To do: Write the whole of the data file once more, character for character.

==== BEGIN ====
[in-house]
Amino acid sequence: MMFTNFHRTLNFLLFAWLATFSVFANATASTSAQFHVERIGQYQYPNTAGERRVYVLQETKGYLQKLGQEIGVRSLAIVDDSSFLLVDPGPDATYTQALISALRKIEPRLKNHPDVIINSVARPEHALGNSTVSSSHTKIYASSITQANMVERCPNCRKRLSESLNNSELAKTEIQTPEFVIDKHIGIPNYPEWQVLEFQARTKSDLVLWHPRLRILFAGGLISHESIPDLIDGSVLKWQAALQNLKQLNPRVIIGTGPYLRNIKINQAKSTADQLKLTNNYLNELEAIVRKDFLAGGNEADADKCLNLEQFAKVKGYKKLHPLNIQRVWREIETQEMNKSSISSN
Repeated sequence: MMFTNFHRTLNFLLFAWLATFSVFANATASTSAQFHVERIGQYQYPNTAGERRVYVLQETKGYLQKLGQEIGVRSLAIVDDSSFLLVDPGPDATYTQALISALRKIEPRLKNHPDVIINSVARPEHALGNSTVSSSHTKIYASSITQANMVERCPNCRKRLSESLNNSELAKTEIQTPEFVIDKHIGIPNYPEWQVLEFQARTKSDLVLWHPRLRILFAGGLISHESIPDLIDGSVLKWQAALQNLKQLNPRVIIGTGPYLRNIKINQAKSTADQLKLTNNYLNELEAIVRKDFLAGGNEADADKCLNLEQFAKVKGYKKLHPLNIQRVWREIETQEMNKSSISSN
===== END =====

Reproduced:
[in-house]
Amino acid sequence: MMFTNFHRTLNFLLFAWLATFSVFANATASTSAQFHVERIGQYQYPNTAGERRVYVLQETKGYLQKLGQEIGVRSLAIVDDSSFLLVDPGPDATYTQALISALRKIEPRLKNHPDVIINSVARPEHALGNSTVSSSHTKIYASSITQANMVERCPNCRKRLSESLNNSELAKTEIQTPEFVIDKHIGIPNYPEWQVLEFQARTKSDLVLWHPRLRILFAGGLISHESIPDLIDGSVLKWQAALQNLKQLNPRVIIGTGPYLRNIKINQAKSTADQLKLTNNYLNELEAIVRKDFLAGGNEADADKCLNLEQFAKVKGYKKLHPLNIQRVWREIETQEMNKSSISSN
Repeated sequence: MMFTNFHRTLNFLLFAWLATFSVFANATASTSAQFHVERIGQYQYPNTAGERRVYVLQETKGYLQKLGQEIGVRSLAIVDDSSFLLVDPGPDATYTQALISALRKIEPRLKNHPDVIINSVARPEHALGNSTVSSSHTKIYASSITQANMVERCPNCRKRLSESLNNSELAKTEIQTPEFVIDKHIGIPNYPEWQVLEFQARTKSDLVLWHPRLRILFAGGLISHESIPDLIDGSVLKWQAALQNLKQLNPRVIIGTGPYLRNIKINQAKSTADQLKLTNNYLNELEAIVRKDFLAGGNEADADKCLNLEQFAKVKGYKKLHPLNIQRVWREIETQEMNKSSISSN